Then you shouldn't find it hard to find a source or something to backup your claim? 

Also the irony here is huge, demands people posts sources/evidence to anything counter to what he says... refuses to do the same for something which is apparently 'blatantly obvious.'

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I'm pretty biased, but the treasure hunter stages were my favourites. I really loved playing them over and over again and getting as fast a time as I possibly could. The shooting stages weren't as fun, I thought, but personally I liked them.

 

See, what I don't like with the mindset that 'treasure hunting and shooting doesn't have a place in Sonic' is that if you look at the things that surround the games(i.e. the comics and TV series) you find that Sonic isn't the only character who exists, nor is he the only one who gets off his behind and gets stuff done. So I, personally, thought it was nice that both Sonic Adventure 2(and Sonic Adventure) reflected this.

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You're conflating characters and their gameplay. Having other characters be active and relevant doesn't require each of them having radically different kinds of gameplay.

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Aye, you are right that one doesn't have to mean the other, but Tails and Knuckles(to use the heroes as example) aren't Sonic, so it makes sense in some ways that their stages wouldn't be the same, and wouldn't be about over coming challenges in the same way. At least that's what I think.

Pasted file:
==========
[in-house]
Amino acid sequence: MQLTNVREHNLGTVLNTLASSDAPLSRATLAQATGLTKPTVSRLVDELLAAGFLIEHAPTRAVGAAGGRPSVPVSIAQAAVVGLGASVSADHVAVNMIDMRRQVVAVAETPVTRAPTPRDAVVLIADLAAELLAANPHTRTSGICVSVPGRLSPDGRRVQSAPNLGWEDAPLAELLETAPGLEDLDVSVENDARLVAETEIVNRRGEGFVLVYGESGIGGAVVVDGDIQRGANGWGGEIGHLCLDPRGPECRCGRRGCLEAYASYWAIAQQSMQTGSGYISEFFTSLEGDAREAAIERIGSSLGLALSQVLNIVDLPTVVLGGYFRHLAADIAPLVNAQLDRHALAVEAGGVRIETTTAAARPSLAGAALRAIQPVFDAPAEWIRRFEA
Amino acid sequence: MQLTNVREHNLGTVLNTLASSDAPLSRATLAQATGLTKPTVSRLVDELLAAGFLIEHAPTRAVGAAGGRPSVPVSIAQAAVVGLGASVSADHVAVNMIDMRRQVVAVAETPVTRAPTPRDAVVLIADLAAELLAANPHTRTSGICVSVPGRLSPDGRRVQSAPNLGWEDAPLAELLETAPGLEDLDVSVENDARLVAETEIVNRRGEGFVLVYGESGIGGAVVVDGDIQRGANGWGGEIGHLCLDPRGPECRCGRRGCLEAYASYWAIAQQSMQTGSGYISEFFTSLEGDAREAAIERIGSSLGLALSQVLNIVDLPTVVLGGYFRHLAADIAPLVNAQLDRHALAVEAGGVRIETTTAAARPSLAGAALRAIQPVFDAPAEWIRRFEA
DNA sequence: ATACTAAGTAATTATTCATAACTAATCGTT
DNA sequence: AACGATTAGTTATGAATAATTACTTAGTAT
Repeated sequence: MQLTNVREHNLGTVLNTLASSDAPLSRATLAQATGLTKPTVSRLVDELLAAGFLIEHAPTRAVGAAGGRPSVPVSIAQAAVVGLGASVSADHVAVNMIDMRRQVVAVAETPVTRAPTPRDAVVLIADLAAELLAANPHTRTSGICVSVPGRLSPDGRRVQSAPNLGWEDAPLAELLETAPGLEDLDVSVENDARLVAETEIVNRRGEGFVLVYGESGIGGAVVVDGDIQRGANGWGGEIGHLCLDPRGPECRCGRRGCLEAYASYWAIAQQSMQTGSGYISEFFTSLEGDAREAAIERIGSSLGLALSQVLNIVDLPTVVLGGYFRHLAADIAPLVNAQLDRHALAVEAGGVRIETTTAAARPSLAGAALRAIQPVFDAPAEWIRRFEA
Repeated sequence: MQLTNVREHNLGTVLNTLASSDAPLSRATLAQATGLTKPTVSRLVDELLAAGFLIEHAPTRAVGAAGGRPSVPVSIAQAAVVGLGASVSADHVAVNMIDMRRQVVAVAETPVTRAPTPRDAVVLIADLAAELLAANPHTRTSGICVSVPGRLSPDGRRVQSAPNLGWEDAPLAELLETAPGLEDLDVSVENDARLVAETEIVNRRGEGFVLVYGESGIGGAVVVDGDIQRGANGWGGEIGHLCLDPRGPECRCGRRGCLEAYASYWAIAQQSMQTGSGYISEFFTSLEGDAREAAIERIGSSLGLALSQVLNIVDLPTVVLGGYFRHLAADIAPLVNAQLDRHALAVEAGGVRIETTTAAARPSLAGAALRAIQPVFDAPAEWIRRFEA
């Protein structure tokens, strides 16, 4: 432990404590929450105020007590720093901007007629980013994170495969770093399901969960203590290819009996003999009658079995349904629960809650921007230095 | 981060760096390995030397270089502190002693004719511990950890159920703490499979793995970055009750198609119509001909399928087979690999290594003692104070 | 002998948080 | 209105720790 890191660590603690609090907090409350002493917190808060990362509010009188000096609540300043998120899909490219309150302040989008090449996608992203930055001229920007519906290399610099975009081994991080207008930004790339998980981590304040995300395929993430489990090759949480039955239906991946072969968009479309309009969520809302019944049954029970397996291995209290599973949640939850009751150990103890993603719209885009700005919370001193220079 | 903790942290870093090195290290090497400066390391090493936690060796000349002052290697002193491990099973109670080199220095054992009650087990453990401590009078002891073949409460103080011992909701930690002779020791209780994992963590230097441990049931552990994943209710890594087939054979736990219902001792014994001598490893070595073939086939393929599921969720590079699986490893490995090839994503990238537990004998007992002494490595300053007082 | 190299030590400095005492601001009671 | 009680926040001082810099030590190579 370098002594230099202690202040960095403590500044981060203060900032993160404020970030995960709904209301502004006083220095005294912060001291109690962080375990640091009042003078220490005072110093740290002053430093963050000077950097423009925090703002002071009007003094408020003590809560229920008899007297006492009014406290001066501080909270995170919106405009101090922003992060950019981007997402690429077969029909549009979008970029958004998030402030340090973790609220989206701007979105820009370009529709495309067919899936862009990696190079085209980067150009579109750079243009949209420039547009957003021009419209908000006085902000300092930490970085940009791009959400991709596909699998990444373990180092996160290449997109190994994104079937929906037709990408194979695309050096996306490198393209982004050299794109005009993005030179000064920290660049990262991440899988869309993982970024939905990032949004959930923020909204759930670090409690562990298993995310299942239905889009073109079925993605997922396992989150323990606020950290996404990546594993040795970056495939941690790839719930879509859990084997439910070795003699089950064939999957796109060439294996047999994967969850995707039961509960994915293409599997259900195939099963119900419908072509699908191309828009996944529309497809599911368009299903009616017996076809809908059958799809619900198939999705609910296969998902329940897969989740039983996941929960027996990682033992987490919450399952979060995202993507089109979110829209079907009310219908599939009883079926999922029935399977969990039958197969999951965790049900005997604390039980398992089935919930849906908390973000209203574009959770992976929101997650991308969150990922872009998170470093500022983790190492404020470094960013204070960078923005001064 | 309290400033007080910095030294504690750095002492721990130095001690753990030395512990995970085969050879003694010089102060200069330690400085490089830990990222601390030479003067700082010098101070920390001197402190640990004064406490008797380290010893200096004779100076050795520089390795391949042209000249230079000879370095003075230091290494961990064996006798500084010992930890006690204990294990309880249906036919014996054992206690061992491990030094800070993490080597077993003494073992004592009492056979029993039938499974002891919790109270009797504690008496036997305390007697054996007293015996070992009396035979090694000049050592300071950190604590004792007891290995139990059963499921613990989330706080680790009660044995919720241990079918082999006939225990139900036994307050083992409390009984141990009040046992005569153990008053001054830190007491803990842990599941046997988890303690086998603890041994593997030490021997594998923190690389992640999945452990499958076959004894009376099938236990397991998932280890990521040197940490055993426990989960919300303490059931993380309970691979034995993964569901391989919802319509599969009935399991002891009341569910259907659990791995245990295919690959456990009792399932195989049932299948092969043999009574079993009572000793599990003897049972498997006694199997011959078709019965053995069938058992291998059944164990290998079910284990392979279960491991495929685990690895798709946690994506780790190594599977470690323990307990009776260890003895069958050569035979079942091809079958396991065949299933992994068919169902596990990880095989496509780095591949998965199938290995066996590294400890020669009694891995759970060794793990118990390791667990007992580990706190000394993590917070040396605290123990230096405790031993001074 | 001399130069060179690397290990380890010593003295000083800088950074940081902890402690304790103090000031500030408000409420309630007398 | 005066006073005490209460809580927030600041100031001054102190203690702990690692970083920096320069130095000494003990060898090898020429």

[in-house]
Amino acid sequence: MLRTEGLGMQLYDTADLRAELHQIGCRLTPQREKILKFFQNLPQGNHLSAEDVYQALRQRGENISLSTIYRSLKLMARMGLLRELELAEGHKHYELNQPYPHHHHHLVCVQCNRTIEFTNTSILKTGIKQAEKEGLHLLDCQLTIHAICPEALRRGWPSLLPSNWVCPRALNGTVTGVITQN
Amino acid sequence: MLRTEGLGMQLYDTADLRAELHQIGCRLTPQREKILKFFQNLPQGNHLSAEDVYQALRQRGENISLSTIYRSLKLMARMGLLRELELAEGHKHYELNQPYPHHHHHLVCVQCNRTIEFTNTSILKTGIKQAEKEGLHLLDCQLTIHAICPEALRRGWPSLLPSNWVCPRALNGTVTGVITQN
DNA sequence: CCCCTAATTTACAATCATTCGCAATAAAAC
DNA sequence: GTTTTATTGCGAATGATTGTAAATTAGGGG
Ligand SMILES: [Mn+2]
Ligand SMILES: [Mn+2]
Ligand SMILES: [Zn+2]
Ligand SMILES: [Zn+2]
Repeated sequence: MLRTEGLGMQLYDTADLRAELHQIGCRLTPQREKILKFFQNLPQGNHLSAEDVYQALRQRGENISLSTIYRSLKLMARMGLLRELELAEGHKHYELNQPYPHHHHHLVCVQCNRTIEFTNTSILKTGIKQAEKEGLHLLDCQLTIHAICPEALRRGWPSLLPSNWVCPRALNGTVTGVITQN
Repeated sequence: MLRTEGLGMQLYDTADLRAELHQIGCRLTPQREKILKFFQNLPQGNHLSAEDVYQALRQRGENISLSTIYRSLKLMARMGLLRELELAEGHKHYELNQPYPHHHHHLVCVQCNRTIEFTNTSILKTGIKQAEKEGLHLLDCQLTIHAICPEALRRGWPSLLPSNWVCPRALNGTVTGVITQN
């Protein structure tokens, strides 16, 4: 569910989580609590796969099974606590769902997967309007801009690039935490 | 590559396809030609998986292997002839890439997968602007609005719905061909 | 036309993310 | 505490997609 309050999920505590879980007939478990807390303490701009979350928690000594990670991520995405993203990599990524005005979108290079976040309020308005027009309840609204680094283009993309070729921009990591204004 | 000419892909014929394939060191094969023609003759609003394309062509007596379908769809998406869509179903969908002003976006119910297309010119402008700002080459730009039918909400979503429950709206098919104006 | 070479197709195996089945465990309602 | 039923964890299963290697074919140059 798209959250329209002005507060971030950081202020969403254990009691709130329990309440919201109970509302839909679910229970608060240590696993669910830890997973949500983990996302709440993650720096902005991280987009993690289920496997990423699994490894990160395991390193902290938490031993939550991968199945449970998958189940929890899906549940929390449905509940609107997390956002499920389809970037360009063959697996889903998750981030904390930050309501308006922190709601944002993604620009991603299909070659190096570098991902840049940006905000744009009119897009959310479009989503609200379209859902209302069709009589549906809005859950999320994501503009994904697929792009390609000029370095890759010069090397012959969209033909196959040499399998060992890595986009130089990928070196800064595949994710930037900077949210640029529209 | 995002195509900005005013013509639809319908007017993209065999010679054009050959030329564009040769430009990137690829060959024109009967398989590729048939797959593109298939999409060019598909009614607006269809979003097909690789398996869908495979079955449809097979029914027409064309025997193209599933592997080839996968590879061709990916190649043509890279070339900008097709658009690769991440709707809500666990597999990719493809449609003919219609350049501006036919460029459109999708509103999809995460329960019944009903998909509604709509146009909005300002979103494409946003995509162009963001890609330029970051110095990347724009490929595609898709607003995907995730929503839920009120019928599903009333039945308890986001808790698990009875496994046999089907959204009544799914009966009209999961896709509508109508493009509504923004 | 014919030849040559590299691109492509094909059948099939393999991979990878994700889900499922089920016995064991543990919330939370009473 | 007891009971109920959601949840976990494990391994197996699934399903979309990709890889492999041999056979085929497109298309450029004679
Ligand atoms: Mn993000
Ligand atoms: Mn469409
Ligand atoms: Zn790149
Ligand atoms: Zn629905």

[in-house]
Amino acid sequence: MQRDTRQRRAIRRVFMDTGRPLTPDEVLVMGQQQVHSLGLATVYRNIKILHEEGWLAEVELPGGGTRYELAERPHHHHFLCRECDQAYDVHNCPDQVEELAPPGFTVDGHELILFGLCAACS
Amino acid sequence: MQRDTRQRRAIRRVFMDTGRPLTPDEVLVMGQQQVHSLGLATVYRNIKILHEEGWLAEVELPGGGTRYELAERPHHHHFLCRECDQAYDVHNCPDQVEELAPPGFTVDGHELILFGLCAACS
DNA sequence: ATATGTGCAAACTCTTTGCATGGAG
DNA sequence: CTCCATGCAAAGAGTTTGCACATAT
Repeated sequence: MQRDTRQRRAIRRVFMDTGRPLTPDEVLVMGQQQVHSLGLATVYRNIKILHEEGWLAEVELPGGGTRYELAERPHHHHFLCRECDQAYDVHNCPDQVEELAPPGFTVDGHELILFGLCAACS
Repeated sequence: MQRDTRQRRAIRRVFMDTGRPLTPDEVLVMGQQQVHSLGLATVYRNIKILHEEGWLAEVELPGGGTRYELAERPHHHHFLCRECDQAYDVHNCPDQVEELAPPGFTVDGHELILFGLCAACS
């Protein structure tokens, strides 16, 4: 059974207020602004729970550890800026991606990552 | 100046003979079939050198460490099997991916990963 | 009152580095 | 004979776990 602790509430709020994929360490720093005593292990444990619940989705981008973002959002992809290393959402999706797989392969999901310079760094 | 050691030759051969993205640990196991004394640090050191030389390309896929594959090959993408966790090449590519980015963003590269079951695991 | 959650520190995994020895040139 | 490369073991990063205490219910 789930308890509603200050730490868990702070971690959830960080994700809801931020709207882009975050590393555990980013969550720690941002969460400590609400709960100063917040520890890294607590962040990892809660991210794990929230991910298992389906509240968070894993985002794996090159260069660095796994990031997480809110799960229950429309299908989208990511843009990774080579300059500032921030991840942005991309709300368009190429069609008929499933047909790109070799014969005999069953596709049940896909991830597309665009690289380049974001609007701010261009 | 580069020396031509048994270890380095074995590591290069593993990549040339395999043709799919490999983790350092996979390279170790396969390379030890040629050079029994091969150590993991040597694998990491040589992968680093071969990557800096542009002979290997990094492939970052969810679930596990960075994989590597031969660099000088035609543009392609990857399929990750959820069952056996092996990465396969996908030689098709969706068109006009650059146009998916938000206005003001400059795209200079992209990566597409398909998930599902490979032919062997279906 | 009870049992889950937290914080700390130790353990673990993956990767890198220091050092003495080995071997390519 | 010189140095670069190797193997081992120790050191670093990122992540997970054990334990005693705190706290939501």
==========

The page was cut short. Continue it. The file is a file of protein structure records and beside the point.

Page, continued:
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Well it's a matter of degrees in that case. I feel like the characters' unique abilities, and the kind of level design that would best take advantage of them, would be plenty to give each character a unique feel, even if the core gameplay is still shared with Sonic. Giving them wildly different gameplay like SA2 did has, more often than not, resulted in games that I only actually want to play a fraction of.

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And I guess that is your preference, but because you don't like it doesn't mean that it's wrong*. Just like it doesn't mean that it's right* just because I did like those stages. I think a lot of its popularity might of been because of Sonic Adventure 2 being more widely accessible than the previous games on the franchise, or maybe it's because Sonic Adventure and Sonic Adventure 2 had more of a story to them. I can agree with the OP that it's not the God's gift to gaming that some people make it out to be, but, personal preferences aside, it was a good game.